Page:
Why we didn’t intervene in the “Assembly of the redundant” on 12 January?

We were at the demonstrations in November, we were with you on the 23 December when you were told of the 660 redundancies and you walked out spontaneously (no-one summoned you, no-one ‘organised’ you) in solidarity with those laid off and in revolt against the agreement signed by the UGT, the CO and the boss. *** We were present on 2 January to see if it was possible to continue the same dynamic of struggle. We also went to the 3 January assembly in a Hostafranchs[9] local. The same week we went to the gates of the Zona Franca of Barcelona and Martorell[10] to show our solidarity with you faced with the attack on your living conditions which affects us all, and to explain what, in our opinion, has made this hatchet job on the workers possible. We were present at all the concentrations and meetings where there could be any dynamic of collective workers’ struggle, with the aim of encouraging it as can be seen from our earlier communiqués. On the other hand, we do not want to become accomplices in a meeting whose aim is to reinforce the defeat and burial of the struggle imposed on 3 January.

Trade unionism acts in such a way that, when the workers’ militant strength is present, every excuse is made to delay the struggle, to dilute the militancy, to weaken it in the final analysis. When the struggle has ended, when the workers are defeated and feel the reality of their defeat, then the unions become ‘radical’, put forward ultra-combative proposals with the sole purpose, in reality, of increasing the workers’ demoralisation and humiliation.

On 23 December, there was an explosion of solidarity and militancy among workers against the 660 redundancies. What did the unions do? Don’t look to the UGT and CO, who had disappeared. But the CGT itself, which pretends to be ‘committed’ to the struggle against redundancies, could see nothing but the difficulties: stopping work is illegal, we can’t do anything till 3 January, and so on and so forth…

On 2 January there was still a mood of not knowing whether workers would take up what they left off on 23rd, or if, on the contrary, they would be weighed down by the Christmas demobilisation organised with the complicity of the unions which, evidently, were careful to call the very minimum of action during those days. And what did the workers at SEAT find? The CGT called a meeting, not at the factory gates, but in a neighbourhood of Barcelona. The unions affirmed that they are necessary for our struggle since they can ‘issue a call’, they have a local building, and organisational means for workers. At the time of the struggle at SEAT we saw, one more time, that the union apparatus is not at the disposal of the workers, but is there, above all, to impede the real struggle.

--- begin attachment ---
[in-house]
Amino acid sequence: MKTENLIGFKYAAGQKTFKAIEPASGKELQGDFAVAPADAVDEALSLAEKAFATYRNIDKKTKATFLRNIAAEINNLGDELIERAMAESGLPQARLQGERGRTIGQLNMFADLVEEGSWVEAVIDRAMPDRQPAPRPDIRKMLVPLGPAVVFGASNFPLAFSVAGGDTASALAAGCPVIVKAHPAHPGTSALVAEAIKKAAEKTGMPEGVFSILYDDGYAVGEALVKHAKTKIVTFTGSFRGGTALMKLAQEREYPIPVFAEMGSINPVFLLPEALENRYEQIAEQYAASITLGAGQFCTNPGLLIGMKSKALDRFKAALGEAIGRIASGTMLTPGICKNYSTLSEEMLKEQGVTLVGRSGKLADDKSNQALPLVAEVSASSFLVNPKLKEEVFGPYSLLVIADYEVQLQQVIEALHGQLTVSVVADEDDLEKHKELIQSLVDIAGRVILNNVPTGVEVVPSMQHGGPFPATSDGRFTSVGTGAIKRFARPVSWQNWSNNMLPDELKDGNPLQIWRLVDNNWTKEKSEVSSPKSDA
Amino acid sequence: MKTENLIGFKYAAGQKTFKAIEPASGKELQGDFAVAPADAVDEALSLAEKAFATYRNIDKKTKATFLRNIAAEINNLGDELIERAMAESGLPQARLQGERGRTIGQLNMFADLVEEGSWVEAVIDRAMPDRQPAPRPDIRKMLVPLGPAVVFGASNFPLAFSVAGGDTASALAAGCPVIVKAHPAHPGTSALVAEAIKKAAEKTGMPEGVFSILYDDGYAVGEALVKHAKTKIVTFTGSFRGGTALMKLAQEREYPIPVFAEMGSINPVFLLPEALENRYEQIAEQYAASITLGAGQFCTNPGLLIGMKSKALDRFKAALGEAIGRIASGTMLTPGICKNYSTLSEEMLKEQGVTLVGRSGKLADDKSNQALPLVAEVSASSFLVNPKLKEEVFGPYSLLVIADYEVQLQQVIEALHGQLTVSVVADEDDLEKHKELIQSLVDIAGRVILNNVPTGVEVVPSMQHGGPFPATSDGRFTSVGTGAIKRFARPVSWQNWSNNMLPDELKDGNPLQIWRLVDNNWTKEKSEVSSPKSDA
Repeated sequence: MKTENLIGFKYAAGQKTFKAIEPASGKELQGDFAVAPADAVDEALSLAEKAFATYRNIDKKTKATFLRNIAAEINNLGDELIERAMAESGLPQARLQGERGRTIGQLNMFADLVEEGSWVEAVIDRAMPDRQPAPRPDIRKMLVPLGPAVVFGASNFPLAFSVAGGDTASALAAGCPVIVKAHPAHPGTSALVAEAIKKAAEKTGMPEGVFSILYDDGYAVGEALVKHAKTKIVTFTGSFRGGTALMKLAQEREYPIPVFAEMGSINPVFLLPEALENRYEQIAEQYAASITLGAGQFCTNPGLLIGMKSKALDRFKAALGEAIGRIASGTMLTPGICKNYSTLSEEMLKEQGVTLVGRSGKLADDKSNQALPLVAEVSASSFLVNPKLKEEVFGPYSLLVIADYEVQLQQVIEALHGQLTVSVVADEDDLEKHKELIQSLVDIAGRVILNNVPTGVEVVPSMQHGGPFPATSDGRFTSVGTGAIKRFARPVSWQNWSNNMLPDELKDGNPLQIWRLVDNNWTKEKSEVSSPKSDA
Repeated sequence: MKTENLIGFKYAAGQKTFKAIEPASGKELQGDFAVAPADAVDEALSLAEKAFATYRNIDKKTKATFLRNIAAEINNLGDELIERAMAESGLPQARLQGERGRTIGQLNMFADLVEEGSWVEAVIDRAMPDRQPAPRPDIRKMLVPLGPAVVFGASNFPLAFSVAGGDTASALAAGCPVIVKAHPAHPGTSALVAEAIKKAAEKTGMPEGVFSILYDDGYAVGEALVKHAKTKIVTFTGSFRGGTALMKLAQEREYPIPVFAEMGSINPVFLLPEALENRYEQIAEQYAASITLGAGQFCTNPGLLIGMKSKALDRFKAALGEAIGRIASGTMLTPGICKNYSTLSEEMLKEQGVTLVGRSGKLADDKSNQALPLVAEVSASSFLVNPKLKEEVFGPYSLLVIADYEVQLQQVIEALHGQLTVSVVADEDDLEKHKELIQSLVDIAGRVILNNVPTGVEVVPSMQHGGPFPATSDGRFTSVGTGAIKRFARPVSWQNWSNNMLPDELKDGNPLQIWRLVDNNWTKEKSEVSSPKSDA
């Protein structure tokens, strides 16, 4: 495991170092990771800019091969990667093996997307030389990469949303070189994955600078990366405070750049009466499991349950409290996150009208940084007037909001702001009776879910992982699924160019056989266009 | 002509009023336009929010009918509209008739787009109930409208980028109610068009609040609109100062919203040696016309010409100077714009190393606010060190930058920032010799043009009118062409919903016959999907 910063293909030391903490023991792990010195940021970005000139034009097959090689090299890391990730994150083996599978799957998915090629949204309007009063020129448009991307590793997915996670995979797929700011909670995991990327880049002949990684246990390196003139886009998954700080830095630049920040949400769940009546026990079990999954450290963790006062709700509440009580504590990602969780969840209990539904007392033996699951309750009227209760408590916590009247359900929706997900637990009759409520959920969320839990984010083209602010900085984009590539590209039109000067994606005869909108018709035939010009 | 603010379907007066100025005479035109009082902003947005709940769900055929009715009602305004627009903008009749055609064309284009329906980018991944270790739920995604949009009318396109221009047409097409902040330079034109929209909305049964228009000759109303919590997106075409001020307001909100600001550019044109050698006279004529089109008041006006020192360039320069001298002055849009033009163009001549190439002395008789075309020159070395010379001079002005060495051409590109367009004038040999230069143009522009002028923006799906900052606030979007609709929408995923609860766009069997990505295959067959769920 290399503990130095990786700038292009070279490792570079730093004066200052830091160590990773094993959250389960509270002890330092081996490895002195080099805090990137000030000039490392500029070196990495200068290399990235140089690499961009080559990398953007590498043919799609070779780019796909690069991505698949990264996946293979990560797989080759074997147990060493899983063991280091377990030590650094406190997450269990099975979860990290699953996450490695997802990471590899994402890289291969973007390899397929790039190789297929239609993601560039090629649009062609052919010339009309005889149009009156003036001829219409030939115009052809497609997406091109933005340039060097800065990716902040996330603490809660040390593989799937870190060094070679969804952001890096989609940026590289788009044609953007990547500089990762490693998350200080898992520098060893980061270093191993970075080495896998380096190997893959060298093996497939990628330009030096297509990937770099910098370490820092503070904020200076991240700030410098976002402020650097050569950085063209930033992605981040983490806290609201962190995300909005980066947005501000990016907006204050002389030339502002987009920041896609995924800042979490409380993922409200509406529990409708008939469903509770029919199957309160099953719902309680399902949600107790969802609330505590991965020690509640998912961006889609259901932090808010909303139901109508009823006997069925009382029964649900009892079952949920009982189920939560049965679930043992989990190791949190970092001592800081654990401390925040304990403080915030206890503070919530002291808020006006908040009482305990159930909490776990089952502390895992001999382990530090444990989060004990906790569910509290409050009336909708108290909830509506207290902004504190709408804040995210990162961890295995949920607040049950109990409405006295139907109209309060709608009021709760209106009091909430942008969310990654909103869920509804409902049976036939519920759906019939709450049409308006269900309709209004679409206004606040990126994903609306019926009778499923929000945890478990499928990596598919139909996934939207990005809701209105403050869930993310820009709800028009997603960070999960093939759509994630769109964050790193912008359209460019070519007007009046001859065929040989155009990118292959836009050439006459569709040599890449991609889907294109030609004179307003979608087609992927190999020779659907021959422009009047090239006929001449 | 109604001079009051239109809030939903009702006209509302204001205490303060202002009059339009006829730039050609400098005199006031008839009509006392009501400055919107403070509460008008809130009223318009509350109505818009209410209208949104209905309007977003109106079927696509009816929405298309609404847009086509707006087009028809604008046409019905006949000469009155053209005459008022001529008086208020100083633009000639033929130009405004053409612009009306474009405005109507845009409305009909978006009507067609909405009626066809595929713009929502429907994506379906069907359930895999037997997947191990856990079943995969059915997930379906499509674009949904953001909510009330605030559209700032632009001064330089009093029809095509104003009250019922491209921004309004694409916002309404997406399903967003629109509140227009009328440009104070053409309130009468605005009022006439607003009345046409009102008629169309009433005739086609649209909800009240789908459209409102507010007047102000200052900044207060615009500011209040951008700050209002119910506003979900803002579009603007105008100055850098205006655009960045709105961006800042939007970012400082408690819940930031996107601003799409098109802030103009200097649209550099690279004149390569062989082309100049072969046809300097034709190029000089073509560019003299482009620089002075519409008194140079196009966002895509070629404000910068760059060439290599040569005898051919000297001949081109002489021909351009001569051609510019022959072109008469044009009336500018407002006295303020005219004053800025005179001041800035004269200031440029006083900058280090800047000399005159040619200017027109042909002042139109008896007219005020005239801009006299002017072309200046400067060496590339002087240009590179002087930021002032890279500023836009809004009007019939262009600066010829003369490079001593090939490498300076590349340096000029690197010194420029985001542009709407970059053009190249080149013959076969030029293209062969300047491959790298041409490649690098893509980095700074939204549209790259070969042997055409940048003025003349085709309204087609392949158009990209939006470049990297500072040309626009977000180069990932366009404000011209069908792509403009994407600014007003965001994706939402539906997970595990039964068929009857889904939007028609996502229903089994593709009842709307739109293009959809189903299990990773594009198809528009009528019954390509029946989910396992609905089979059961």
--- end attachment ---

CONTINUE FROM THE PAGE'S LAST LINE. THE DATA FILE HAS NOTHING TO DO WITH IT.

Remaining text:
The 3 January assembly was a brutal blow. Those who’d been made laid off had to go to the offices of the enterprise to sign to acknowledge receipt of their redundancy notices. Meanwhile, the new call to unity would be… ten days later! On 12 January… And in that time? Nothing, not a thing, but the CGT presents all this with great cynicism, as “a strong mood in favour of struggle”.

From 3 to 12 January we went down the dead-end road to misery. On 12 January, one month after the agreement to throw 660 class brothers on the scarp heap was signed by the boss, the unions (CO and UGT) and the tripartite Catalan government[11], with the support of the leftist organisations, they made a huge show of solidarity with those made redundant. They set up a Solidarity Committee for SEAT lay-offs: “united, open to networks, platforms, organisations, movements and social, union or citizen groups, with the aim of organising solidarity for the redundant SEAT workers, to mobilise for them to be re-employed and to oppose the bosses offensive which aims to make employment even more precarious and redundancies easier (posted on Kaosenlared). To this were added proposals for action that were as ridiculous as they were sterile, such as ‘actions’ against SEAT showrooms…

In short, to extinguish with all the means at their disposal all that might remain from the real, massive and united workers’ response, and to try and bury the real lessons of the struggle at SEAT. Workers can see from the 660 redundancy notices on 23 December that the ‘mobilisations’ (the demonstrations in November) to win public opinion did absolutely nothing. Well, now they propose a little more of the same. On 23 December or 2 January, workers were answerable to themselves, they could only count on themselves, on their struggle, on their class solidarity first of all. And now they want to sell them the same junk, adulterated with the mediation of citizens, political organisations and unions, to get them re-employed. And they have the nerve to pretend that they have been at the heart of the struggle of the workers at SEAT against the redundancies.

The difference between the workers’ struggle of the 23rd and the posturing of the Solidarity Committee is like the difference between night and day. The first is the authentic solidarity of workers towards their redundant class brothers, the second is a cynical joke against class solidarity.